U.S. Trade Representative Robert Lighthizer said the Trump administration`s goal was to “stop the haemorrhages” of trade deficits, plant closures and job losses, pushing for tougher labor and environmental protection measures in Mexico and removing “Chapter 19 of the Dispute Settlement Mechanism” – a Canadian favorite and a thorn in the side of the U.S. wood industry. Free trade advocates generally refer to lower consumer commodity prices as one of the main benefits of lower tariffs for U.S. citizens. Supporters of the agreement say the average American has benefited from a price drop due to NAFTA. Lower prices are good for American households and increase our purchasing power. NAFTA has created winners and losers. If you think the trade agreement has resulted in a net loss to the United States, you probably refuse it and similar agreements. If you think NAFTA has generated a net benefit to the economy, you could support NAFTA, even if you criticize parts of the agreement. Wherever you are, it`s worth remembering that the trade flows that can be attributed to NAFTA pale in comparison to U.S. trade with China, and the impact of NAFTA on the U.S.
economy as a whole has been relatively small, although some communities have really felt pain. Despite these benefits, the United States, Mexico and Canada renegotiated on September 30, 2018. The new agreement is referred to as the agreement between the United States, Mexico-Canada and ratified by the legislative branches of each country. Mexico was the first country to ratify the agreement in 2019. The U.S. Congress approved the agreement in mid-January and Donald Trump officially signed it on January 29, 2020. Canada ratified it on March 13, 2020. While thousands of U.S. auto workers have undoubtedly lost their jobs as a result of NAFTA, they may have done worse without them. By integrating supply chains throughout North America, maintaining a significant portion of U.S. production has become an option for automakers. Otherwise, they may not have been able to compete with their Asian rivals, resulting in the loss of additional jobs.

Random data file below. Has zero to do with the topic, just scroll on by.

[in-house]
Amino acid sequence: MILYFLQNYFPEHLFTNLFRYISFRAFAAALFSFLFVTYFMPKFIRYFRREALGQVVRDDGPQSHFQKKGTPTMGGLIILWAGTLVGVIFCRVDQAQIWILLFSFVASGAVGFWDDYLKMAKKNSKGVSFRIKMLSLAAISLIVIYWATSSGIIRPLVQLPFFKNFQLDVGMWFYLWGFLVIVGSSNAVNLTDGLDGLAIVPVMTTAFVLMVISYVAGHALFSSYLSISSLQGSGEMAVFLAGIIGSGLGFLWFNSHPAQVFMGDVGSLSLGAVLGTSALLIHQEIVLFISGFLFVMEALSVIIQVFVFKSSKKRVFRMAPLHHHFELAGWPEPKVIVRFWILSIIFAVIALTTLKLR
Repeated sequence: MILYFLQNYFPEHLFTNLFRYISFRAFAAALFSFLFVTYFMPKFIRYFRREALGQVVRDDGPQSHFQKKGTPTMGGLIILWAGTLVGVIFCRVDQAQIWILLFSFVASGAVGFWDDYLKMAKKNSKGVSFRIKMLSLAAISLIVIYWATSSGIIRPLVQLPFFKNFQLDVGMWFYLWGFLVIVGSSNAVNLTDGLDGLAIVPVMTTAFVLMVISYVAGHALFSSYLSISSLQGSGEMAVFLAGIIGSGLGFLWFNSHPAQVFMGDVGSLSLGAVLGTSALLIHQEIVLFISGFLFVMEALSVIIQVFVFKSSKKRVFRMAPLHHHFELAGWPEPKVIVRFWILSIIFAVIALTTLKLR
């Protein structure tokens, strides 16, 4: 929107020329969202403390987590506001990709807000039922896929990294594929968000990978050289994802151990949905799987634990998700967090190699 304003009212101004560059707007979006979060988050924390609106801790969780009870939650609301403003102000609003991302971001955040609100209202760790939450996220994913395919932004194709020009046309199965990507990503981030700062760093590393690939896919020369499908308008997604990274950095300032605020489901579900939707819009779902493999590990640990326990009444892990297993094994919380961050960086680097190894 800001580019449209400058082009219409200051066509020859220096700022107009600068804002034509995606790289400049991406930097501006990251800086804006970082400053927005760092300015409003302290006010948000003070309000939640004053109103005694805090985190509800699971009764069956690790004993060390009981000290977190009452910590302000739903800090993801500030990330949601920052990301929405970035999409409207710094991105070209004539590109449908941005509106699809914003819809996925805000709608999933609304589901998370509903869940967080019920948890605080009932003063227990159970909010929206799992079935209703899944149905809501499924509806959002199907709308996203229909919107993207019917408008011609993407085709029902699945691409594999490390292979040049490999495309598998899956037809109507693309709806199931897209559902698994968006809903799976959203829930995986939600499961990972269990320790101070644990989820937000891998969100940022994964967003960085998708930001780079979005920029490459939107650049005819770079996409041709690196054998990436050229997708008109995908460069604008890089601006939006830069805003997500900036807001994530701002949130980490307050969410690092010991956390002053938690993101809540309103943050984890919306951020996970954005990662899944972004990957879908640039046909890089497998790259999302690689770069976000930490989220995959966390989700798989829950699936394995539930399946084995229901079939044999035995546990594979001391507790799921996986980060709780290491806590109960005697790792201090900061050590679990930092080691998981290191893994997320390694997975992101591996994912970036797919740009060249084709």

“Without the ability to relocate low-wage jobs to Mexico, we would have lost the entire industry,” UC San Diego economist Gordon Hanson told the New York Times in March 2016. On the other hand, it may not be possible to know what would have happened in a hypothetical scenario. Canada is the second largest U.S. trading partner with US$578.6 billion crossing the border in both directions in 2016, resulting in a trade deficit of $US 12.1 billion. The United States is the sole buyer of Canadian products and a supplier of imports to Canada. Canada`s share of its exports to the United States continued to increase in the 1980s, from 60.6% in 1980 to 70.7% in 1989, the first year of the free trade agreement. Canada`s share of total exports to the United States continued to increase, reaching 87.7% in 2002. However, the relative importance of the value of trade between the United States and Canada has declined in recent years. Since 2002, this percentage has fallen to 76.4% in 2016. The U.S. share of Canada`s total imports, which peaked at 70.0% in 1983, continued to decline to 52.1% in 2015 (Figure 6).
Canada is pleased to note that it is the top export destination for 35 U.S. states.77 The United States and Canada have not explicitly stated publicly what they can ask for from each other in a possible NAFTA renegotiation.